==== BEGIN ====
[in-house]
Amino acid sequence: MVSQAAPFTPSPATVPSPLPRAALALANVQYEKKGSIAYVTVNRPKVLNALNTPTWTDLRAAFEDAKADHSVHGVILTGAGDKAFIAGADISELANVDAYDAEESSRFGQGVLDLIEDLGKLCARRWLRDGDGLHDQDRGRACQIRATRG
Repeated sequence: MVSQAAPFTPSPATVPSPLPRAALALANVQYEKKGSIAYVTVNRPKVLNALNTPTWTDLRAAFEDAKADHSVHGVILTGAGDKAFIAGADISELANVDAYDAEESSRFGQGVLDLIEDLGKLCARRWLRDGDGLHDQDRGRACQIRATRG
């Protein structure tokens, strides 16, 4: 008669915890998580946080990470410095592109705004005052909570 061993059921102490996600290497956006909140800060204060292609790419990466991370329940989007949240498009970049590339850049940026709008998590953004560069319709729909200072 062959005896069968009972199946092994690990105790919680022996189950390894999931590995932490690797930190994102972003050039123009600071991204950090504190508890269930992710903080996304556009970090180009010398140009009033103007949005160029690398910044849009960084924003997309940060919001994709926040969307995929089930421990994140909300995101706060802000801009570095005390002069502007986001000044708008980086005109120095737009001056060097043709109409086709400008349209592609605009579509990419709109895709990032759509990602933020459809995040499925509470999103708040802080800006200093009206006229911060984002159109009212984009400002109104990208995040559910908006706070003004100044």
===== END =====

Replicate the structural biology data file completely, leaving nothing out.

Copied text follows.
[in-house]
Amino acid sequence: MVSQAAPFTPSPATVPSPLPRAALALANVQYEKKGSIAYVTVNRPKVLNALNTPTWTDLRAAFEDAKADHSVHGVILTGAGDKAFIAGADISELANVDAYDAEESSRFGQGVLDLIEDLGKLCARRWLRDGDGLHDQDRGRACQIRATRG
Repeated sequence: MVSQAAPFTPSPATVPSPLPRAALALANVQYEKKGSIAYVTVNRPKVLNALNTPTWTDLRAAFEDAKADHSVHGVILTGAGDKAFIAGADISELANVDAYDAEESSRFGQGVLDLIEDLGKLCARRWLRDGDGLHDQDRGRACQIRATRG
């Protein structure tokens, strides 16, 4: 008669915890998580946080990470410095592109705004005052909570 061993059921102490996600290497956006909140800060204060292609790419990466991370329940989007949240498009970049590339850049940026709008998590953004560069319709729909200072 062959005896069968009972199946092994690990105790919680022996189950390894999931590995932490690797930190994102972003050039123009600071991204950090504190508890269930992710903080996304556009970090180009010398140009009033103007949005160029690398910044849009960084924003997309940060919001994709926040969307995929089930421990994140909300995101706060802000801009570095005390002069502007986001000044708008980086005109120095737009001056060097043709109409086709400008349209592609605009579509990419709109895709990032759509990602933020459809995040499925509470999103708040802080800006200093009206006229911060984002159109009212984009400002109104990208995040559910908006706070003004100044």